Intransigence prevails over fate of Kyoto Protocol
As the final days of the climate talks in Cancun come to pass, so do the obligatory all-night negotiating sessions in an attempt to pull out some progress at the COP16 climate conference – or perhaps just keep the Kyoto Protocol alive for further debate.
In a process that demands compromise across a wide gulf of competing interests in the global community, the fate of the Kyoto Protocol seems to produce the opposite – intransigence.
From the outset of the talks, Japan has held firm that it will not “associate itself with the second commitment period” of the Protocol that begins in 2012. Japanese Environmental Minister Ryu Matsumoto has stated that any binding global treaty to reduce greenhouse gas emissions should use last year’s Copenhagen Accord (forged in last year’s COP15 end-of-conference all-nighter) and not the Kyoto Protocol:
“The Kyoto Protocol has been playing a significant role as the first step in addressing climate change,” Matsumoto told delegates in Cancun. “Japan will maintain the spirit of Kyoto. The protocol only covers 27 percent of global energy related CO2 emissions. Japan would express our serious concern that fixing such a framework. Japan will not associate itself with setting the second commitment period’’
Others see it differently. Colin Beck, U.N. ambassador from the Solomon Islands, demands that industrialized nations commit to the second round of Kyoto:
“With Kyoto there is no compromise. We’re talking about survival. Unfortunately, we’re leaving the picture of humanity behind and putting the economics up front,” said Beck.
As with last year’s conference, members of the Alliance of Small Island Nations (AOSIS) has been vocal in urging others to understand the consequences of further delay on substantive action on climate change (many small island nation risk literally disappearing beneath the waves of a rising sea). Linking a another disappointing outcome in Cancun to president Obama’s failure to move legislation on climate and energy in the U.S., Tuvalu’s prime minister took a swipe at failed U.S. leadership:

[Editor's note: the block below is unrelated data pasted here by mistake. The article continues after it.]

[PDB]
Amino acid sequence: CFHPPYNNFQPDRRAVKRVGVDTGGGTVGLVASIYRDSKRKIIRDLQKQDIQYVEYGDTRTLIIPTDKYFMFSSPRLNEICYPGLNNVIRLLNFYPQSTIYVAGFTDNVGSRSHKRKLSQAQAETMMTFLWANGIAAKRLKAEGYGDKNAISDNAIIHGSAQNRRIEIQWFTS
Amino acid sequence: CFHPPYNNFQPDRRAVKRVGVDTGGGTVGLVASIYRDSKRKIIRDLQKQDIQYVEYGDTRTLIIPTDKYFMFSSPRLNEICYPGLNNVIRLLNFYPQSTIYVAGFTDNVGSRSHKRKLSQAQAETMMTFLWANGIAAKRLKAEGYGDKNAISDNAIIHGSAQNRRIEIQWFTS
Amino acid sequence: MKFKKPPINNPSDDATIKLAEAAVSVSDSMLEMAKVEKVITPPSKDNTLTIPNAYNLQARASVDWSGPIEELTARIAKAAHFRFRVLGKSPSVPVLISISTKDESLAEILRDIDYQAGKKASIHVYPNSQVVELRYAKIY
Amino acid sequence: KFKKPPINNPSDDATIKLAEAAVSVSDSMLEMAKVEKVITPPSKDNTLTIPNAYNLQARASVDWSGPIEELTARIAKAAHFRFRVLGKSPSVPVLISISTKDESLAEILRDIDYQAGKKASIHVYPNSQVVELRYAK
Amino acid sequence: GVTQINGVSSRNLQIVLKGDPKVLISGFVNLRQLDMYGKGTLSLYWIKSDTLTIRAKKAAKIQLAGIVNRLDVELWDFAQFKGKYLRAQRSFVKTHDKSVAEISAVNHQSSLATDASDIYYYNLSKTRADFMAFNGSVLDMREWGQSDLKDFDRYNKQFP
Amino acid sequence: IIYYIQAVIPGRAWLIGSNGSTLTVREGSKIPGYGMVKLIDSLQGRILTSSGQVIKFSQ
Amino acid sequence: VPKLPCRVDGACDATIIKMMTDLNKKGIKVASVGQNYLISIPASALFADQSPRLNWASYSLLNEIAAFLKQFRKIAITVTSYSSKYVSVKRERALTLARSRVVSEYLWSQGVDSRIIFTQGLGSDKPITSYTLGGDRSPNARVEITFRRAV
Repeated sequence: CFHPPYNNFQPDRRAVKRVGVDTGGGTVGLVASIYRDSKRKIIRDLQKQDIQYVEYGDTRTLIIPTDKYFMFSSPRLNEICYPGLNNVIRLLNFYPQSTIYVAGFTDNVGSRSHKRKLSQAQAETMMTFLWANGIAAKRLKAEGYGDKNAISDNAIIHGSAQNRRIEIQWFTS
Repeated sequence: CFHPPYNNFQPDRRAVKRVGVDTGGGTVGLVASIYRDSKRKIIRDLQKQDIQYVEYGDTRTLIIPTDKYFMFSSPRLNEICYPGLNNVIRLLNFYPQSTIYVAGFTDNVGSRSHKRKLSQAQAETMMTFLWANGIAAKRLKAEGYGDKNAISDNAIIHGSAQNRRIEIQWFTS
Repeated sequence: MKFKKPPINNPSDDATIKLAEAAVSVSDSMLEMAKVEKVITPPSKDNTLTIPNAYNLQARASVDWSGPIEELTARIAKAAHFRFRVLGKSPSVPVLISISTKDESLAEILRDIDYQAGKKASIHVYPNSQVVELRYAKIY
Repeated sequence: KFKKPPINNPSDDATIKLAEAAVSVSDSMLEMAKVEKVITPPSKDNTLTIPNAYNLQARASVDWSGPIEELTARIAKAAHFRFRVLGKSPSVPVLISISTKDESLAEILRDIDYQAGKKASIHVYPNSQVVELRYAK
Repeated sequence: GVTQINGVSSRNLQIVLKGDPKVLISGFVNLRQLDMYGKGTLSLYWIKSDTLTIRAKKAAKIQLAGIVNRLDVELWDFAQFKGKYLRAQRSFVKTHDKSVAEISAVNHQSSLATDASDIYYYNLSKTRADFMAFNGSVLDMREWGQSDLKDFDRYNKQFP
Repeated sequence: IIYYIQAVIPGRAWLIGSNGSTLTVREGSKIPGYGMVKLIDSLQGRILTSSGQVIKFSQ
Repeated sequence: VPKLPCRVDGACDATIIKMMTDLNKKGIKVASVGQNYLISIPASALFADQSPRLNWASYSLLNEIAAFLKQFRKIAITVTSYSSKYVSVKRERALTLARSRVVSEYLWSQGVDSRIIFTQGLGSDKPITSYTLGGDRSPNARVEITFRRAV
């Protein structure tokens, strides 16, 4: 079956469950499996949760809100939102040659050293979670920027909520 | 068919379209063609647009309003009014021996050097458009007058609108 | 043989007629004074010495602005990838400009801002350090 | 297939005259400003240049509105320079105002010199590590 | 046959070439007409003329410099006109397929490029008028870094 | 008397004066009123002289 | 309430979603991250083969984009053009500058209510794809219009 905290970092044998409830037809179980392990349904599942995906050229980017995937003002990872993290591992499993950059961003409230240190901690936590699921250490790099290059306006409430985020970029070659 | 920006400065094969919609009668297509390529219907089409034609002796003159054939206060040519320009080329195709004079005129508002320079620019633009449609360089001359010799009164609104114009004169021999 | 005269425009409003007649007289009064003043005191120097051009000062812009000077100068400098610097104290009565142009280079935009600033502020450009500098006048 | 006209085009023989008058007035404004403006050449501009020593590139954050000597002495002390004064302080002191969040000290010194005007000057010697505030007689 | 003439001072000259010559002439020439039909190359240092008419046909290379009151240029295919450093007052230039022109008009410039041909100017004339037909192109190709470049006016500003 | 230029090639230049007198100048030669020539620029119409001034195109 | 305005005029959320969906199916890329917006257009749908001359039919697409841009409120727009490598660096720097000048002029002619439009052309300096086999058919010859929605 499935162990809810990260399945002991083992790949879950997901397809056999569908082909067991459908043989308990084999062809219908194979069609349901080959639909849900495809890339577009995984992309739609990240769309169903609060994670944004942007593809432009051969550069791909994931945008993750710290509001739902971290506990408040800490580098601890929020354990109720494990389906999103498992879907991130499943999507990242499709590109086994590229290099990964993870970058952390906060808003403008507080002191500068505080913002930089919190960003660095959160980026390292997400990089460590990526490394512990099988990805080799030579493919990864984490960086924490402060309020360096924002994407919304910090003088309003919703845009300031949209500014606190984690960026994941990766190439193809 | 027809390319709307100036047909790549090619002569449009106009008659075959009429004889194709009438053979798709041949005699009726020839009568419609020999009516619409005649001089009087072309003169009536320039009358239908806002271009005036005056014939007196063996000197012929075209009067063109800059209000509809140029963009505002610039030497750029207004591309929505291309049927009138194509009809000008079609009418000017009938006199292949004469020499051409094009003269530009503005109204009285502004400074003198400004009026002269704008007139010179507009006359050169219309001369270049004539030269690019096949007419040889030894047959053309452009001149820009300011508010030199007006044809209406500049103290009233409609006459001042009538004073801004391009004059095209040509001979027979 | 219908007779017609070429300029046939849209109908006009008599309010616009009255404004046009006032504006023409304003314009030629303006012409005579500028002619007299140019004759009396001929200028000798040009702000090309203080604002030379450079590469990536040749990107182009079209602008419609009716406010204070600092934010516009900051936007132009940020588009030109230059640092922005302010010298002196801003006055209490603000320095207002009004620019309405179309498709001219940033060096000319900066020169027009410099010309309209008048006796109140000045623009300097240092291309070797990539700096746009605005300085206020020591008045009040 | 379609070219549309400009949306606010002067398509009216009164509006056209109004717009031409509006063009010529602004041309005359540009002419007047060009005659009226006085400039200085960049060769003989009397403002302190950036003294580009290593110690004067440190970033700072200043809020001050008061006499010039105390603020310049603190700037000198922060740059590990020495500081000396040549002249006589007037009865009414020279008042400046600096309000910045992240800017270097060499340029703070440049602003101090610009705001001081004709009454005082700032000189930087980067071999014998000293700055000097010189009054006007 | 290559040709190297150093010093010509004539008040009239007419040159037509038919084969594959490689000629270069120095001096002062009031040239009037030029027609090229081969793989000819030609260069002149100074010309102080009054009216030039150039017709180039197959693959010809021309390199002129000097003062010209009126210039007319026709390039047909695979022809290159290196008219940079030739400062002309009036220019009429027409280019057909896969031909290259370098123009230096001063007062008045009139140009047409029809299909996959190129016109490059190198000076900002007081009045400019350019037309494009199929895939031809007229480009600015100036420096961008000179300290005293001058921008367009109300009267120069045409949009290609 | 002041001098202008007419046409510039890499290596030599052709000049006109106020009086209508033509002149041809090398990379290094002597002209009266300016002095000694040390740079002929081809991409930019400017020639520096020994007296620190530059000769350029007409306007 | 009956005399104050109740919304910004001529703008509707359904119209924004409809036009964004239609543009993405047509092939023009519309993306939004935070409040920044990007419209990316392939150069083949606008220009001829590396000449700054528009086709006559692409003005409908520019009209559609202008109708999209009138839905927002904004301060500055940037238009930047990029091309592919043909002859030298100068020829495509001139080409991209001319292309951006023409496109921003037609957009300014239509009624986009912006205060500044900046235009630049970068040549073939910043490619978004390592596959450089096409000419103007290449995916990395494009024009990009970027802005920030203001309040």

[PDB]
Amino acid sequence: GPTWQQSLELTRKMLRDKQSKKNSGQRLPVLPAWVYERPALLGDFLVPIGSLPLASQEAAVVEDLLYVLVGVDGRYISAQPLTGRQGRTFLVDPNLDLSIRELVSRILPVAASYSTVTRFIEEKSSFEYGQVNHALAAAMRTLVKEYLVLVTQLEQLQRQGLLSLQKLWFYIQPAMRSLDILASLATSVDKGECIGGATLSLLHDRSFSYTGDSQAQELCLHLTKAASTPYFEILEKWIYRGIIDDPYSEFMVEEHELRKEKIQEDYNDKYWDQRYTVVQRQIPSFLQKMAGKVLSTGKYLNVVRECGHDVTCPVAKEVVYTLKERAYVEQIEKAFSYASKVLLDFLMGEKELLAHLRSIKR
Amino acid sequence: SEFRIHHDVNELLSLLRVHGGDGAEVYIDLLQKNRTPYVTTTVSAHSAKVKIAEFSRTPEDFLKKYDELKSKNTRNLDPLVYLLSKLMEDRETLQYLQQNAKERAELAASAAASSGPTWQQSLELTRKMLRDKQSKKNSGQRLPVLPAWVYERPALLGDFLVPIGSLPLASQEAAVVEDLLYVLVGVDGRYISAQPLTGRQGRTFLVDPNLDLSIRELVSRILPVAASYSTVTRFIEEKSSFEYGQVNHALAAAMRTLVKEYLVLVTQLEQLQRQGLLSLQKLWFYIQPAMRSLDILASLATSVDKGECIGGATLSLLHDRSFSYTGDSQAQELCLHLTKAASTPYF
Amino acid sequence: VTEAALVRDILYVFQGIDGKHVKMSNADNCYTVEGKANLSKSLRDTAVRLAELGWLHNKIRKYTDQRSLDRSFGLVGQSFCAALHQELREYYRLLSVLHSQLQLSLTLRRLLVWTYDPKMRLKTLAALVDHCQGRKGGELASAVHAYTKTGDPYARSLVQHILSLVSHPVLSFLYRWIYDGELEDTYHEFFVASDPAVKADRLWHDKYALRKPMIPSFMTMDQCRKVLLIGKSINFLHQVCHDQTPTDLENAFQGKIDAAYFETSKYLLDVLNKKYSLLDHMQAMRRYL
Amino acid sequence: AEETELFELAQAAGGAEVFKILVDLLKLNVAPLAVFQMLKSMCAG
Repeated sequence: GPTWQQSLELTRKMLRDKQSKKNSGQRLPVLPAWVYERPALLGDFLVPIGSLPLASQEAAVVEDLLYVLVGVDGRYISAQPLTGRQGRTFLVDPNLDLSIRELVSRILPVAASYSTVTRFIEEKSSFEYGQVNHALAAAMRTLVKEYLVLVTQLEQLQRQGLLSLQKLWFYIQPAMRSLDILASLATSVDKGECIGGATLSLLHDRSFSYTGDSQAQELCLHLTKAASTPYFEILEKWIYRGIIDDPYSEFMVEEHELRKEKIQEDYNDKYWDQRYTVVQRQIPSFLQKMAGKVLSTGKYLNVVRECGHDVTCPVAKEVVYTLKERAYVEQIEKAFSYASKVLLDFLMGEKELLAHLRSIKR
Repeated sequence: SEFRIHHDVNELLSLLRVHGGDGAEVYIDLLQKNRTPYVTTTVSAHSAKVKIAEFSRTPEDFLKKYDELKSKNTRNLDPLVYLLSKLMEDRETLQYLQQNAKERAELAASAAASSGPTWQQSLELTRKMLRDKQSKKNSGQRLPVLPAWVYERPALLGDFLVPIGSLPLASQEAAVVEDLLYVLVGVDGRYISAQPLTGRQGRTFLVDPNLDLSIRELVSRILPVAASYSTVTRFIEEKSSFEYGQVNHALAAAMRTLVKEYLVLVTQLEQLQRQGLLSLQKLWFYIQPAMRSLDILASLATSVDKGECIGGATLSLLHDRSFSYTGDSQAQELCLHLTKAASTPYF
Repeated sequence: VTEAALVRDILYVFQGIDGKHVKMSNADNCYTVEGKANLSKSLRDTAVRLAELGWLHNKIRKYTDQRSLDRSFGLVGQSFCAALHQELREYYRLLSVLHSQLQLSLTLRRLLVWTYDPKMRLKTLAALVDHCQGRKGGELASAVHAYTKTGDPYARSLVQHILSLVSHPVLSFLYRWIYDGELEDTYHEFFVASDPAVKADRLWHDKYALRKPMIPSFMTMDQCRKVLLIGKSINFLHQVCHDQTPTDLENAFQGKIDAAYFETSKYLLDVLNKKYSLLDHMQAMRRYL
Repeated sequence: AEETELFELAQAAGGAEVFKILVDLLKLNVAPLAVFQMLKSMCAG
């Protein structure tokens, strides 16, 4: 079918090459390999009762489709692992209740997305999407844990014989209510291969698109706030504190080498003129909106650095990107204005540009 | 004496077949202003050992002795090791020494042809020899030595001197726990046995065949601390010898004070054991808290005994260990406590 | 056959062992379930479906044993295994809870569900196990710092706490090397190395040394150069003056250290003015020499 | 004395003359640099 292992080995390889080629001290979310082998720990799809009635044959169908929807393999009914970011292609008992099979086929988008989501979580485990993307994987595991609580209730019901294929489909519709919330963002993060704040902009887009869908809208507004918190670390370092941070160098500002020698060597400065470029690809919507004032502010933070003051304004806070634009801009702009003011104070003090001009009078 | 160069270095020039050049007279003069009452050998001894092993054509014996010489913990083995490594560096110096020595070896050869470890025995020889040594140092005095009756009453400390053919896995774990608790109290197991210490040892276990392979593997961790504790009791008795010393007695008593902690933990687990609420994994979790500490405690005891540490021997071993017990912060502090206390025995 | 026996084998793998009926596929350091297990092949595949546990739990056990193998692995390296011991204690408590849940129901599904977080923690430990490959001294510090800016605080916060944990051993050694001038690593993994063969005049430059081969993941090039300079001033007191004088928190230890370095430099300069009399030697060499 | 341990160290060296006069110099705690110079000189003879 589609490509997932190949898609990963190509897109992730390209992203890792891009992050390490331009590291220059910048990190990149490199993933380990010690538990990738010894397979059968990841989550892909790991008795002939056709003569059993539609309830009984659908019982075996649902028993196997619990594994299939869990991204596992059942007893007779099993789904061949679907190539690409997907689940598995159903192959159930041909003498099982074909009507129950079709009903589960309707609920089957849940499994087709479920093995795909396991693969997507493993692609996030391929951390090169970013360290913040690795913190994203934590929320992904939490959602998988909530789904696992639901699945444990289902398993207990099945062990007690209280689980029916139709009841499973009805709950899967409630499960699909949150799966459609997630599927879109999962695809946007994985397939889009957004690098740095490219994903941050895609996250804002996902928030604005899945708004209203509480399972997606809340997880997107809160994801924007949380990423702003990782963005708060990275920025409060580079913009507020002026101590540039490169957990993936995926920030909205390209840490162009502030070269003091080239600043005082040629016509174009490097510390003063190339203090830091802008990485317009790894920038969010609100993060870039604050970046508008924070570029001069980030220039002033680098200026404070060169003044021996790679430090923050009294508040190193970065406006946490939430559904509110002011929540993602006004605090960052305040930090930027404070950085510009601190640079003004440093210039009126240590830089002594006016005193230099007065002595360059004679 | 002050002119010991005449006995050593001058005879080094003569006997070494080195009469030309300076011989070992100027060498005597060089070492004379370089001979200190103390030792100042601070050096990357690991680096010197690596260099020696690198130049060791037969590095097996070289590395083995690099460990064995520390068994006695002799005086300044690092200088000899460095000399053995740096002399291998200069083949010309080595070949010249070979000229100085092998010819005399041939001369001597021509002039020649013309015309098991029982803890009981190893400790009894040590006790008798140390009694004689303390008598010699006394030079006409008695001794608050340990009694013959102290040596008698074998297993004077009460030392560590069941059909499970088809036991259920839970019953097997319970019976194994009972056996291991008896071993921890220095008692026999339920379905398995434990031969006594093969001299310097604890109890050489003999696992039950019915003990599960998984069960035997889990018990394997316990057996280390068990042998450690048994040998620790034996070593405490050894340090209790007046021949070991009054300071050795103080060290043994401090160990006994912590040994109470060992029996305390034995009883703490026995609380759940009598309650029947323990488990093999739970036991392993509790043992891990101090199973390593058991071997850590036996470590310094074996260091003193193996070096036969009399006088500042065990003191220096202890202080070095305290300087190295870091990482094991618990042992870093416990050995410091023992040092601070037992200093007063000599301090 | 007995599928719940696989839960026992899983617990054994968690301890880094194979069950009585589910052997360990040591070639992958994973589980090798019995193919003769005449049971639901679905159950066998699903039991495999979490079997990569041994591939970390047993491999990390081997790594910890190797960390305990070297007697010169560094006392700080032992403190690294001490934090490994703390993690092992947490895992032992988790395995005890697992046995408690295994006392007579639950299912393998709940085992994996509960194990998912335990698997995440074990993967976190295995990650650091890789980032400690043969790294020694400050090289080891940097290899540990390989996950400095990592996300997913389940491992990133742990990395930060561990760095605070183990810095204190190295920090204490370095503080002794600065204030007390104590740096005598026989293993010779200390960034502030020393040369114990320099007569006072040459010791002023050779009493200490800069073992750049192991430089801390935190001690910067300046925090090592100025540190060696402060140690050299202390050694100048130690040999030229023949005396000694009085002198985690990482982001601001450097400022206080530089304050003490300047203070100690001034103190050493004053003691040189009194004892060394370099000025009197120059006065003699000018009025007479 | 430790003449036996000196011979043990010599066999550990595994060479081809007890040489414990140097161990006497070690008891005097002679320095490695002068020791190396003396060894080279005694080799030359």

“We cannot afford to be held hostage by the political backwardness of one developed country,” he said. “This is life and death, a survival issue for Tuvalu.”
The president of the small island nation of Nauru complained that the process itself was drowning in a sea of jargonistic rhetoric and acronyms:
“The Pacific has a rich cultural and linguistic tradition. Hundreds of distinct languages are spoken in homes throughout our 14 countries,” said Marcus Stephen, who leads the group of Pacific Small Island Developing States.”
“However, none of our words are quite so exotic as the ones spoken by the climate change negotiator. The people who inhabit these walls communicate in acronyms: QELROS, LULUCF, and NAMAs: letters that carry the power to determine which of our nations may thrive and which may vanish beneath the waves.”
QELROS stand for “Quantified Emissions Limitation and Reduction Objectives”
LULUCF stand for “land use, land use-change and forestry”
NAMSAs stand for “nationally appropriate mitigation actions”